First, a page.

From magnifying glasses and computers to blocks and counting, STEM (science, technology, engineering, and math) can be a powerful part of early education settings. To capitalize on this potential, Massachusetts has invested in STEM programs, and it is sharing the resulting resources.
In fiscal year 2014, the state budget included $250,000 to develop innovative preschool curriculum with a STEM focus. The Department of Early Education and Care used the money to award five grants to providers and community partners statewide, including the Heritage Museums and Gardens in Sandwich, MA, which enrolled 40 students in a new STEM preschool located at the museum.
The resulting resources — curriculum guides and other materials — are published online in English, Spanish, and other languages on the Massachusetts Department of Higher Education’s STEM Nexus webpage.
The investment in STEM comes at an important time in children’s life. As a Strategies for Children research brief notes:
“Young children are naturally inquisitive learners who ask an average of 76 questions per hour. Young children are also natural scientists—they make sense of the world around them by making predictions, checking them, and using evidence to make inductions and deductions.”
STEM Curricula from Around the State
Among the curricula that were developed are diverse approaches to creating content-rich, interactive STEM instruction.
The Heritage Museums and Gardens produced “Collections: A STEM-Focused Curriculum.”
“The Collections Curriculum encourages children to be curious, to wonder, think, play, question, and connect with the world around them, so they will become innovators able to make great contributions to society,” the curriculum guide says.
The curriculum is “designed for preschoolers, specifically 4-5 year-olds. It covers all domains of development, but focuses teaching and learning activities through a STEM lens. The learning environment (indoors and out) had been carefully designed to promote STEM explorations and support and enhance the curriculum.”
The guide encourages family engagement, discusses assessment, and provides guidance for teaching earth science, the life sciences and physical sciences, engineering, and geometry. In addition, the curriculum is aligned with the Massachusetts Guidelines for Preschool Learning Experiences.
Another curricular example is the SHED Children’s Campus’ Pumpkin Patch Project curriculum, which explores the life-cycle process.
The guide describes how children started out by learning about composting and studied a decomposing pumpkin.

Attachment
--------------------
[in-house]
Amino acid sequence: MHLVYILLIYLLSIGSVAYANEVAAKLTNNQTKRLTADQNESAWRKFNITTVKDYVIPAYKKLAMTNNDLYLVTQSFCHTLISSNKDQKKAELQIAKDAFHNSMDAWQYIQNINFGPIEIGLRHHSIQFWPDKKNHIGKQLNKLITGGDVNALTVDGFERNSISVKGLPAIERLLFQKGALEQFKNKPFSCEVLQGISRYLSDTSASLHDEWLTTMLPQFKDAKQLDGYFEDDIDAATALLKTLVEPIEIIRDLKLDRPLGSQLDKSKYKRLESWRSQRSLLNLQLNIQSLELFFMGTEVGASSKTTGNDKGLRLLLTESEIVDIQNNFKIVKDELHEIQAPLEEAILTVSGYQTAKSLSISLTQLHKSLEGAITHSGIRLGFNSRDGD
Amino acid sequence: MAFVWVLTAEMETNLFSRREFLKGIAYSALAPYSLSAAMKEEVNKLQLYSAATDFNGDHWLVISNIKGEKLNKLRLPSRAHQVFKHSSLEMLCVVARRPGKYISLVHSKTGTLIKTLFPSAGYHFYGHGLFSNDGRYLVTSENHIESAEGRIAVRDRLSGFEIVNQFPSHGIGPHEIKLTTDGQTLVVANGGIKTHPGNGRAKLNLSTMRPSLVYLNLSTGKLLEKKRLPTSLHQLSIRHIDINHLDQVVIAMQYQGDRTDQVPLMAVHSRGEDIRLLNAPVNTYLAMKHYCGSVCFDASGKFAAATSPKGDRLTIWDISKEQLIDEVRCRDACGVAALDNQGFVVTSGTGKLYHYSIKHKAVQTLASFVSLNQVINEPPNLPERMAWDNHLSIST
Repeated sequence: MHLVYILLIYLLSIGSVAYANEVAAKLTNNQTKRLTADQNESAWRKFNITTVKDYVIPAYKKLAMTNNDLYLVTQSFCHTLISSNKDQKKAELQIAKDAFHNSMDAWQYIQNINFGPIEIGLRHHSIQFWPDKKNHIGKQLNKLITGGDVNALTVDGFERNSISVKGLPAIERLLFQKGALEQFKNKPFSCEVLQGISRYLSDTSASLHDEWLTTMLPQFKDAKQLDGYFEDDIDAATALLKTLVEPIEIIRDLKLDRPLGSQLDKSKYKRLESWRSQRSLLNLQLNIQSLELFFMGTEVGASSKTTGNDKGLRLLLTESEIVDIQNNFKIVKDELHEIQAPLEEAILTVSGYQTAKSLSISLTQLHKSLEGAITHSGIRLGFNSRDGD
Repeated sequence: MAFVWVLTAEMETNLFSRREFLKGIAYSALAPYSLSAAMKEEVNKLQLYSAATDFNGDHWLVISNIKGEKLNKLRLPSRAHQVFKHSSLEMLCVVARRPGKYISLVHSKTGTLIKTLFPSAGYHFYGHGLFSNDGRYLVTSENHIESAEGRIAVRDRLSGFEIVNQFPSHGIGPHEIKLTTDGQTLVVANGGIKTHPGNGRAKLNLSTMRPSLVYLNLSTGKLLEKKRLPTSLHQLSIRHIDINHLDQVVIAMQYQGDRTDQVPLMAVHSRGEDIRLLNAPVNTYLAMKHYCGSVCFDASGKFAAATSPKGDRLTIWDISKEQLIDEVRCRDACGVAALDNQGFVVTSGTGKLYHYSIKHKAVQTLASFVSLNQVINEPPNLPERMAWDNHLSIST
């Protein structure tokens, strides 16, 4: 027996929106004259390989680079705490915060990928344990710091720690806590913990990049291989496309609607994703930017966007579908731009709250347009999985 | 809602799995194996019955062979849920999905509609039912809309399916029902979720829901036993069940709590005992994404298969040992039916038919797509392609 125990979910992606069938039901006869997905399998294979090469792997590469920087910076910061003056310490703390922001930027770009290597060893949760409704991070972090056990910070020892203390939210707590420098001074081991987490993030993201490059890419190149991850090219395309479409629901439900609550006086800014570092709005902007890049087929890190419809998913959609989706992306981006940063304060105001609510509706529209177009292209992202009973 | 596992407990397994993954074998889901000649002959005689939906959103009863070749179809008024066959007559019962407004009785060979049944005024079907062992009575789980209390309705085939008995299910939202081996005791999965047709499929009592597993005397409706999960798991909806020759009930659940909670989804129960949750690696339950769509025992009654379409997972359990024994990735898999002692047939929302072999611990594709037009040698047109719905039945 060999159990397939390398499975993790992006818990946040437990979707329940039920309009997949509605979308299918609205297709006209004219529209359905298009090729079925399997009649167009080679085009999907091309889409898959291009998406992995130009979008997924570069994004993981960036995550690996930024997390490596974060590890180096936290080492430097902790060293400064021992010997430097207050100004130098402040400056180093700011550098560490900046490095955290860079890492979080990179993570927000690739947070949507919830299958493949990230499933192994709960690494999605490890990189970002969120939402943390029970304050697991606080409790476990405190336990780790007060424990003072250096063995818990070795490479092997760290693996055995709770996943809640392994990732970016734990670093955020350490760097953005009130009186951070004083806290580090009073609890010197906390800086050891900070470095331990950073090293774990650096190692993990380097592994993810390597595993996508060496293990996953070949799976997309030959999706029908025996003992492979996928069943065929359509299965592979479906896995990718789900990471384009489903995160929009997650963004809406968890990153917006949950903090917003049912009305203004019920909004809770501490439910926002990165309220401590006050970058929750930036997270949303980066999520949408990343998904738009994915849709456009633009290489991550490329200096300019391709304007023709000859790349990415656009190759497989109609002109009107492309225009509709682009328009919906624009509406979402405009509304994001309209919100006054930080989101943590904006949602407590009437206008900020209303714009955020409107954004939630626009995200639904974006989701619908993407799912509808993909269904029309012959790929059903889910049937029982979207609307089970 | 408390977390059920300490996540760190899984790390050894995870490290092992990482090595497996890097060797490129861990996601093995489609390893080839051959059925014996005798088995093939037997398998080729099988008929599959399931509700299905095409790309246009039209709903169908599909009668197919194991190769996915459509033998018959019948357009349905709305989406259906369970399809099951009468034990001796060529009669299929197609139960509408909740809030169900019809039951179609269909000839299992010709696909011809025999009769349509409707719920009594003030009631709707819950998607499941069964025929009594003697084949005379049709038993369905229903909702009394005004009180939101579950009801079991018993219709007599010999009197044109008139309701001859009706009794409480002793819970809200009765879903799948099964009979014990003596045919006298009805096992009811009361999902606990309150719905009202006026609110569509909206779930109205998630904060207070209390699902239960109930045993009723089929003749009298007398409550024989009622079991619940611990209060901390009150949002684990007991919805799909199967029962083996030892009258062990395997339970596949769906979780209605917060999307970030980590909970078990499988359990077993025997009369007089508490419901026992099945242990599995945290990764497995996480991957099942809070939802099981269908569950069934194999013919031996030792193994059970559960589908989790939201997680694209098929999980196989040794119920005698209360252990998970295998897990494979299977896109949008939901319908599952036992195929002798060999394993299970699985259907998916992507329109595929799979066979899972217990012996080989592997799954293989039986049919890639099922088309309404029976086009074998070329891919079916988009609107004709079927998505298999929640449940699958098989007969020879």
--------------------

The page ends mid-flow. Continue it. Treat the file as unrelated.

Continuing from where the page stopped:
“An activity was spontaneously created in which children observed the amount of sunlight throughout the day of two locations on SHED Children’s Campus. After reviewing the observations, it was concluded that two patches would be constructed, one designated specifically for experimental purposes in the location that received less sunlight.”
Seeds were planted indoors and moved to the outdoors. And as even avid gardeners sometime must, the children had to deal with weeds. “After researching the best possible solutions to the obstacle, it was decided that we would attempt to use seaweed particles as a way to stimulate growth and eliminate weeds.”
“The competences that the activities address are vast, and are applicable to children’s intellectual and social beings as they develop from preschoolers to kindergarteners and beyond.”
The Need for Strong STEM Educations
Although Massachusetts is home to numerous STEM innovations, the state still faces considerable challenges.
“Today’s economy increasingly requires science and math skills. However, far too many Massachusetts students struggle with these subjects,” the Strategies’ brief says. “On the National Assessment of Educational Progress (NAEP) in 2013, 42 percent of our 4th grade students and 45 percent of our 8th grade students scored below proficient in math.” In addition: “56 percent of our 8th graders score below proficient in science.”
Colleges try to fill this gap. “After graduating high school, many students with low math skills are required to take remedial math courses in college, particularly at community colleges. Data from the Department of Higher Education show that a high percentage of students who take remedial courses do not go on to complete credit-bearing college-level math, a sign that math ability is a barrier to college completion.”
Given this, it’s clear that investing in an early STEM education is essential.
As the brief concludes: “Massachusetts should continue to invest in early childhood educator professional development, in STEM subjects as well as early literacy and social/emotional development. This includes continued state budget support for the Early Childhood Educator Scholarship for educators to pursue and complete AA and BA degrees. Supports like tutoring and study groups are also needed at the college and university level to help early educators complete math requirements, and adequate courses and professional development should be available for educators to learn strategies to better integrate STEM into their teaching practice.”
It’s never to early for children to develop their natural STEM instincts.